In 1889 an exact facsimile of this famous manuscript was published in Volume I of the Antigrapha produced by the Quatuor Coronati Lodge of Research, and was edited by the then secretary of that lodge, George William Speth, himself a brilliant authority, who supplied a glossary that is indispensable to the amateur student.  Along with it was published a commentary by R.F. Gould, one of the greatest of all his Masonic papers, though it is exasperating in its rambling arrangement and general lack of conclusiveness.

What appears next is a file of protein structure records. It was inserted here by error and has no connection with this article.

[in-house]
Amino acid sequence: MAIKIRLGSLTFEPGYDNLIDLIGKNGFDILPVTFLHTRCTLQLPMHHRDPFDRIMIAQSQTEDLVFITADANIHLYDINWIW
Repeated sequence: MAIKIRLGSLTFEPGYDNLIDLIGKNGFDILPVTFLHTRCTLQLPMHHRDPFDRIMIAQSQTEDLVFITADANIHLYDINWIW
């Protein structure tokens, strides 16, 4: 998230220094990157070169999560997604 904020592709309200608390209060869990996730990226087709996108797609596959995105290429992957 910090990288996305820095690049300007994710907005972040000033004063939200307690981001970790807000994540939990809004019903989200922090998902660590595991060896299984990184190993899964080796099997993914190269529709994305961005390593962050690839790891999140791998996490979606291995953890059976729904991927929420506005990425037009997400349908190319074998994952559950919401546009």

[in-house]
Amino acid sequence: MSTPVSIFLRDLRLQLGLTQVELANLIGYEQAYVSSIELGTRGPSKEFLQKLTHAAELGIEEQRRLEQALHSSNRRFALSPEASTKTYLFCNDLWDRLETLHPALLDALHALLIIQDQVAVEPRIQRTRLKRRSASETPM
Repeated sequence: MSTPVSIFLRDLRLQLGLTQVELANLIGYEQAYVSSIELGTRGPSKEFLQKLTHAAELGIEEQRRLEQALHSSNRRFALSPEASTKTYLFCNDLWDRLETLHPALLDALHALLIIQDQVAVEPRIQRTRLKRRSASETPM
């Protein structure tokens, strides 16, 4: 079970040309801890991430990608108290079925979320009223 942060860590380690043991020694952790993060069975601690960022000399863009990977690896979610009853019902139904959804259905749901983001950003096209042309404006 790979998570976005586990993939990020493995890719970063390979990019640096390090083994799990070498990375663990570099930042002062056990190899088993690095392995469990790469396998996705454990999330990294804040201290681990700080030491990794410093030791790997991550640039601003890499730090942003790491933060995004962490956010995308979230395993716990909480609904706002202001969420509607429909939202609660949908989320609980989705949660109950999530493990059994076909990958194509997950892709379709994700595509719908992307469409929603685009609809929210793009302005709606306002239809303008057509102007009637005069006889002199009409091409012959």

The Regius Manuscript is the only one of all the versions to be written in meter, and may have been composed by a priest, if one may judge by certain internal evidences, though the point is disputed.  There are some 800 lines in the poem, the strictly Masonic portion coming to an end at line 576, after which begins what Hughan calls a “sermonette” on moral duties, in which there is quite a Roman Catholic vein with references to “the sins seven”, “the sweet lady” (referring to the Virgin) and to holy water.  There is no such specific Mariolatry in any other version of the Old Charges, though the great majority of them express loyalty to “Holy Church” and all of them, until Anderson’s familiar version, are specifically Christian, so far as religion is concerned.